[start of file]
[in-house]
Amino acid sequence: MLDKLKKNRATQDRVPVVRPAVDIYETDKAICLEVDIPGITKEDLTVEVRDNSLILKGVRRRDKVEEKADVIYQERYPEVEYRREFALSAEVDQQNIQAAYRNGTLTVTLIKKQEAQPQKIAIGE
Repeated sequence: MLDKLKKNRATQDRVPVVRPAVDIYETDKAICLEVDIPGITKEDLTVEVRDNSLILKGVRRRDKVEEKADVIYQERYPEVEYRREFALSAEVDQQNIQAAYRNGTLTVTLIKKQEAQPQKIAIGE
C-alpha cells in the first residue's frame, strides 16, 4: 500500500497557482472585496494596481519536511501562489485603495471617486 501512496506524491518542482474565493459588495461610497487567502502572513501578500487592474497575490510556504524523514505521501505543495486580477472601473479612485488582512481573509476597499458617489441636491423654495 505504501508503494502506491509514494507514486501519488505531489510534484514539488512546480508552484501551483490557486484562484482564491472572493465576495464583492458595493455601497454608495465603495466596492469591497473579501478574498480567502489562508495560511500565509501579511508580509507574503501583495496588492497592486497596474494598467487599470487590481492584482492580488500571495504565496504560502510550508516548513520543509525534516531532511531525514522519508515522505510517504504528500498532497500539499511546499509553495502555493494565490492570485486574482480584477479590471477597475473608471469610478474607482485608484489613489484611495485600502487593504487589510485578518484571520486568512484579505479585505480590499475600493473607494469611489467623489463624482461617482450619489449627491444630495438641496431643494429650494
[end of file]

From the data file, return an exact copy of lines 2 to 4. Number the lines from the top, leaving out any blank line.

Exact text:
Amino acid sequence: MLDKLKKNRATQDRVPVVRPAVDIYETDKAICLEVDIPGITKEDLTVEVRDNSLILKGVRRRDKVEEKADVIYQERYPEVEYRREFALSAEVDQQNIQAAYRNGTLTVTLIKKQEAQPQKIAIGE
Repeated sequence: MLDKLKKNRATQDRVPVVRPAVDIYETDKAICLEVDIPGITKEDLTVEVRDNSLILKGVRRRDKVEEKADVIYQERYPEVEYRREFALSAEVDQQNIQAAYRNGTLTVTLIKKQEAQPQKIAIGE
C-alpha cells in the first residue's frame, strides 16, 4: 500500500497557482472585496494596481519536511501562489485603495471617486 501512496506524491518542482474565493459588495461610497487567502502572513501578500487592474497575490510556504524523514505521501505543495486580477472601473479612485488582512481573509476597499458617489441636491423654495 505504501508503494502506491509514494507514486501519488505531489510534484514539488512546480508552484501551483490557486484562484482564491472572493465576495464583492458595493455601497454608495465603495466596492469591497473579501478574498480567502489562508495560511500565509501579511508580509507574503501583495496588492497592486497596474494598467487599470487590481492584482492580488500571495504565496504560502510550508516548513520543509525534516531532511531525514522519508515522505510517504504528500498532497500539499511546499509553495502555493494565490492570485486574482480584477479590471477597475473608471469610478474607482485608484489613489484611495485600502487593504487589510485578518484571520486568512484579505479585505480590499475600493473607494469611489467623489463624482461617482450619489449627491444630495438641496431643494429650494